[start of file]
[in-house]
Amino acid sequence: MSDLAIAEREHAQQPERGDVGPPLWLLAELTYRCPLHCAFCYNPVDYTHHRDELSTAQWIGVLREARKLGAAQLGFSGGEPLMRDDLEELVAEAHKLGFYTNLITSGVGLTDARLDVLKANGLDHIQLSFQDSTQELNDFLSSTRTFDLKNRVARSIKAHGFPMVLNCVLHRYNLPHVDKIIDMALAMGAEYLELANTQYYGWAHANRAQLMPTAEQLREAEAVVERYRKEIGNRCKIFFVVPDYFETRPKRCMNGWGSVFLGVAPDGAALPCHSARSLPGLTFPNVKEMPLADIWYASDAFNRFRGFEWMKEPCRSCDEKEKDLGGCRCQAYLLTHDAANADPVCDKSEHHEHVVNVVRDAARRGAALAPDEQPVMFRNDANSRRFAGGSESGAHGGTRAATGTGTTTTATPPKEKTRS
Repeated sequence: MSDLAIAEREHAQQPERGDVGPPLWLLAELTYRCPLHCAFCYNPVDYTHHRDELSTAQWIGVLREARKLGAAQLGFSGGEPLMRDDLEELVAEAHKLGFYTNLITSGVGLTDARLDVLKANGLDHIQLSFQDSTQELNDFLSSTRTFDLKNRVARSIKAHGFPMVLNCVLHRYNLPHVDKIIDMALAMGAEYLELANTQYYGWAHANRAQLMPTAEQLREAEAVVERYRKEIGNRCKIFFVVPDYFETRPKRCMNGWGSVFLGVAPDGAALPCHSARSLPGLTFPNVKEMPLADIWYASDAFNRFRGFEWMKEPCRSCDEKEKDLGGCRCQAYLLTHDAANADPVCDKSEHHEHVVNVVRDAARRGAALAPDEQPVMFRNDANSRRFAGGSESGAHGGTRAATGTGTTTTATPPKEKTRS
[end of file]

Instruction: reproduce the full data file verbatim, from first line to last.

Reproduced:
[in-house]
Amino acid sequence: MSDLAIAEREHAQQPERGDVGPPLWLLAELTYRCPLHCAFCYNPVDYTHHRDELSTAQWIGVLREARKLGAAQLGFSGGEPLMRDDLEELVAEAHKLGFYTNLITSGVGLTDARLDVLKANGLDHIQLSFQDSTQELNDFLSSTRTFDLKNRVARSIKAHGFPMVLNCVLHRYNLPHVDKIIDMALAMGAEYLELANTQYYGWAHANRAQLMPTAEQLREAEAVVERYRKEIGNRCKIFFVVPDYFETRPKRCMNGWGSVFLGVAPDGAALPCHSARSLPGLTFPNVKEMPLADIWYASDAFNRFRGFEWMKEPCRSCDEKEKDLGGCRCQAYLLTHDAANADPVCDKSEHHEHVVNVVRDAARRGAALAPDEQPVMFRNDANSRRFAGGSESGAHGGTRAATGTGTTTTATPPKEKTRS
Repeated sequence: MSDLAIAEREHAQQPERGDVGPPLWLLAELTYRCPLHCAFCYNPVDYTHHRDELSTAQWIGVLREARKLGAAQLGFSGGEPLMRDDLEELVAEAHKLGFYTNLITSGVGLTDARLDVLKANGLDHIQLSFQDSTQELNDFLSSTRTFDLKNRVARSIKAHGFPMVLNCVLHRYNLPHVDKIIDMALAMGAEYLELANTQYYGWAHANRAQLMPTAEQLREAEAVVERYRKEIGNRCKIFFVVPDYFETRPKRCMNGWGSVFLGVAPDGAALPCHSARSLPGLTFPNVKEMPLADIWYASDAFNRFRGFEWMKEPCRSCDEKEKDLGGCRCQAYLLTHDAANADPVCDKSEHHEHVVNVVRDAARRGAALAPDEQPVMFRNDANSRRFAGGSESGAHGGTRAATGTGTTTTATPPKEKTRS